JAC444 Summer – 2022 4
18/07/2022 Workshops 8 & 9 Page 4 of 5
Students in descending order by last name then first:
Maaria White 35.80 Business
Laney White 62.00 IT
John White 47.00 Media
Jack Smith 50.00 IT
Wesley Jones 42.89 Media
Jack Jones 32.90 Business
Aaron Johnson 76.00 IT
Task 5:
Unique Student last names:
Johnson
Jones
Smith
White
Task 6:
Student names in order by last name then first name:
Aaron Johnson
Jack Jones
Wesley Jones
Jack Smith
John White
Laney White
Maaria White
Task 7:
Students by department:
Media
John White 47.00 Media
Wesley Jones 42.89 Media
IT
Jack Smith 50.00 IT
Aaron Johnson 76.00 IT
Laney White 62.00 IT
Business
Maaria White 35.80 Business
Jack Jones 32.90 Business
Task 8:
Count of Students by department:
Business has 2 Student(s)
IT has 3 Student(s)
Media has 2 Student(s)
Task 9:
Sum of Students’ grades: 346.59
JAC444 Summer – 2022 5
18/07/2022 Workshops 8 & 9 Page 5 of 5
Task 10:
Average of Students’ grades: 49.51
Marking Criteria and Tasks:
Please note that you should:
a- have appropriate indentation.
b- have proper file structures and modularization.
c- follow Java naming conventions.
d- document all the classes properly.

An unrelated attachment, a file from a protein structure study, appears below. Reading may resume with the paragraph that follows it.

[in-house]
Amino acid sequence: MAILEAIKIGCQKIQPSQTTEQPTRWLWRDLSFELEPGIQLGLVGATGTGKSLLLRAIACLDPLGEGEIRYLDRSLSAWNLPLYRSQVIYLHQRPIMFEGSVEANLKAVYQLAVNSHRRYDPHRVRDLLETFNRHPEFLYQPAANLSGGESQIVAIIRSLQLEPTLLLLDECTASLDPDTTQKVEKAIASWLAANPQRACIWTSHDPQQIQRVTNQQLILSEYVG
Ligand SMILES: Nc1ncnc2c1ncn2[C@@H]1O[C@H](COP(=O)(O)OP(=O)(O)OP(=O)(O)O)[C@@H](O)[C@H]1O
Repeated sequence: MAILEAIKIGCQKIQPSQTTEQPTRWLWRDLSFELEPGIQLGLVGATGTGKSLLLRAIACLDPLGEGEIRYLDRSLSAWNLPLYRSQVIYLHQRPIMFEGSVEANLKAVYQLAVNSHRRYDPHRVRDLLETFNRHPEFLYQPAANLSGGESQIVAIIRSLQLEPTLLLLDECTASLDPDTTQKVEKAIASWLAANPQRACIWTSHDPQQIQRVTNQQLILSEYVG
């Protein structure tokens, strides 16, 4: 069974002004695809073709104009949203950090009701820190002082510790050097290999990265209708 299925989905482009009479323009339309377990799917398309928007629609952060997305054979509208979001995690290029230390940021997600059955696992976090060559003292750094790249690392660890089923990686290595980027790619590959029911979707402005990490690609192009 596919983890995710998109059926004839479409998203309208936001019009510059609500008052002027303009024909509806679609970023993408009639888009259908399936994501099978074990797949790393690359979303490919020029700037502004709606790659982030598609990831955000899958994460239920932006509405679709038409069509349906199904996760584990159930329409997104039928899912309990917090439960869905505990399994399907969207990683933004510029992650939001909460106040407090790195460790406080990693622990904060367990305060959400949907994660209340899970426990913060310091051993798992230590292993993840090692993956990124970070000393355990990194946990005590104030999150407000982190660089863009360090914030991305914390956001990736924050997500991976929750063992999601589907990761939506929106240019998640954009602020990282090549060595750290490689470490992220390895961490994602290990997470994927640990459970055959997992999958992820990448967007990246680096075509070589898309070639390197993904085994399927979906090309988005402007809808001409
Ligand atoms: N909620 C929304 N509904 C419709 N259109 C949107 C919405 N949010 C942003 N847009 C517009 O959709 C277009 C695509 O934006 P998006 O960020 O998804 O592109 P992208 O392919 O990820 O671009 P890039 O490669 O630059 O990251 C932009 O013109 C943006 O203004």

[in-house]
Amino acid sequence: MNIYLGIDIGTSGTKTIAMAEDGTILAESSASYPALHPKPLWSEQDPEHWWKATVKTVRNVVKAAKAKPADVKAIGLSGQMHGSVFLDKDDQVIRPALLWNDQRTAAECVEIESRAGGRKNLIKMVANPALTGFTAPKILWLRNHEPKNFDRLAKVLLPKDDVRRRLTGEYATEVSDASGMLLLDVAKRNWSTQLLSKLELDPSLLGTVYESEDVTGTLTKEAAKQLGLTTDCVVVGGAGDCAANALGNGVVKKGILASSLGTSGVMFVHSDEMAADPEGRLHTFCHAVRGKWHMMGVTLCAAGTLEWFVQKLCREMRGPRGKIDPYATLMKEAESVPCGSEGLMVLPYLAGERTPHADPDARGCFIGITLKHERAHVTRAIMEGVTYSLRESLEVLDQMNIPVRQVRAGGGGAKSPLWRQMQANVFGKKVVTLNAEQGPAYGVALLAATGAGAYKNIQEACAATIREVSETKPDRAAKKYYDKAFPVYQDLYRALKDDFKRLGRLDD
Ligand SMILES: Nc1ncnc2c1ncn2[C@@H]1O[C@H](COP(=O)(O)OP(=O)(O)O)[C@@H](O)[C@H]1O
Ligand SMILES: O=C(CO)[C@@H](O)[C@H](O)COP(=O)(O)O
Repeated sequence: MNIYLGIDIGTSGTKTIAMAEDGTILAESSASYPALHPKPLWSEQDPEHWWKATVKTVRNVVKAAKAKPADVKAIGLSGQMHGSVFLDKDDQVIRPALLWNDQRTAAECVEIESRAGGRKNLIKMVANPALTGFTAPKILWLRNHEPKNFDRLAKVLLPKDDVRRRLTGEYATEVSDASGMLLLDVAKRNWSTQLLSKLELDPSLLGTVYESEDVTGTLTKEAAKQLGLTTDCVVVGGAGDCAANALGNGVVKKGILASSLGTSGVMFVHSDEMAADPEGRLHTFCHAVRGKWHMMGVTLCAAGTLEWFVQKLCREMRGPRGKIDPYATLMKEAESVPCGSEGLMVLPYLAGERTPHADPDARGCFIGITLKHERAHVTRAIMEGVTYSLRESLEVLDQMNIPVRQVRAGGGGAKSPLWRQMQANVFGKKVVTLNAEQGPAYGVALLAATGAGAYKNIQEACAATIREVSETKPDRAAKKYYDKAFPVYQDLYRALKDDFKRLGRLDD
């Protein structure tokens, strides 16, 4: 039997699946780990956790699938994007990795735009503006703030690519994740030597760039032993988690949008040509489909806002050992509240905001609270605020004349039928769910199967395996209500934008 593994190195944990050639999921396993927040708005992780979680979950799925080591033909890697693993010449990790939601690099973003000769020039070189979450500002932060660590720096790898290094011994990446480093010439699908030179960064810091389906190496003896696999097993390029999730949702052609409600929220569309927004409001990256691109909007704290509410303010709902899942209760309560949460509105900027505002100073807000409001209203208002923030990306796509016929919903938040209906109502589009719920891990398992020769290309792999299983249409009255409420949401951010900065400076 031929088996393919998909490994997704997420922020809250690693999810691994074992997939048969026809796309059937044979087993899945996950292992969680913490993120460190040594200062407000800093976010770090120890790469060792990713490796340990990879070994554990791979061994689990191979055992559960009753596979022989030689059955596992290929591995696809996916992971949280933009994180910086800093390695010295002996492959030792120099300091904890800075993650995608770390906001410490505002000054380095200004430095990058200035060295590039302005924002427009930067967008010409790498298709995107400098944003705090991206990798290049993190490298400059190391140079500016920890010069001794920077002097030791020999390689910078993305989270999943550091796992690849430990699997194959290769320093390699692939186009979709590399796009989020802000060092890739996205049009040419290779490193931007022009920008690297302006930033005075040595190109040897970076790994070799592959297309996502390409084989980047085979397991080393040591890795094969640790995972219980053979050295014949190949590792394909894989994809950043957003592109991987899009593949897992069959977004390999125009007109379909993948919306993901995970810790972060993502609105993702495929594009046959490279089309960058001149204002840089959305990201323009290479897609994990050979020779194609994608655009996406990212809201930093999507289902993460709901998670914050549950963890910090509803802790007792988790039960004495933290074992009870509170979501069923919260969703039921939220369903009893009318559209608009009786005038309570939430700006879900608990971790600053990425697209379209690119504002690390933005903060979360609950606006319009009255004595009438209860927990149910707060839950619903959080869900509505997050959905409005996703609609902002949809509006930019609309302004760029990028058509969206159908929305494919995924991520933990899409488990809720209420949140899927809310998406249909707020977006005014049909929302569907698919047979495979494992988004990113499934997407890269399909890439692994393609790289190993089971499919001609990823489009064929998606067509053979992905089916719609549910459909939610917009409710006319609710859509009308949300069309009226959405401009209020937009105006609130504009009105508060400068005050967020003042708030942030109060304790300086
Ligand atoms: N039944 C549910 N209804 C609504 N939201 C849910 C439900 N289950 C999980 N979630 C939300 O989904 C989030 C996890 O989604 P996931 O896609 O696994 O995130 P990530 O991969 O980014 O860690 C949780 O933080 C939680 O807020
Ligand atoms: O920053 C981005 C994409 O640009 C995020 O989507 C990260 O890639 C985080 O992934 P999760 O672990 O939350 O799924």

e- not have debug/useless code and/or file(s) left in assignment.
f- have good intra and/or inter class designs.
in your code!
• Tasks: Developing and running the desired solution; you should submit your source
code – just individual .java files, and screenshots which demonstrate the way
your code runs.
• Each of the tasks 1-10: 1 mark.
Deliverables and Important Notes:
• The first 5 tasks are due on July 26
th and the rest are due on August 2
nd
.
You are supposed to submit your solutions online on Bb by the end of the days on
Tuesday, 26
th of July and Tuesday, 2nd of August 2022.)
• Please note that you would be allowed to submit just once, so please be super
careful and double check before you hit submit.
• There would be a 20% penalty for each day (or part of it,) in case you submit
late!
• Remember that you are encouraged to talk to each other, to the instructor, or to
anyone else about any of the assignments, but the final solution may not be copied
from any sources.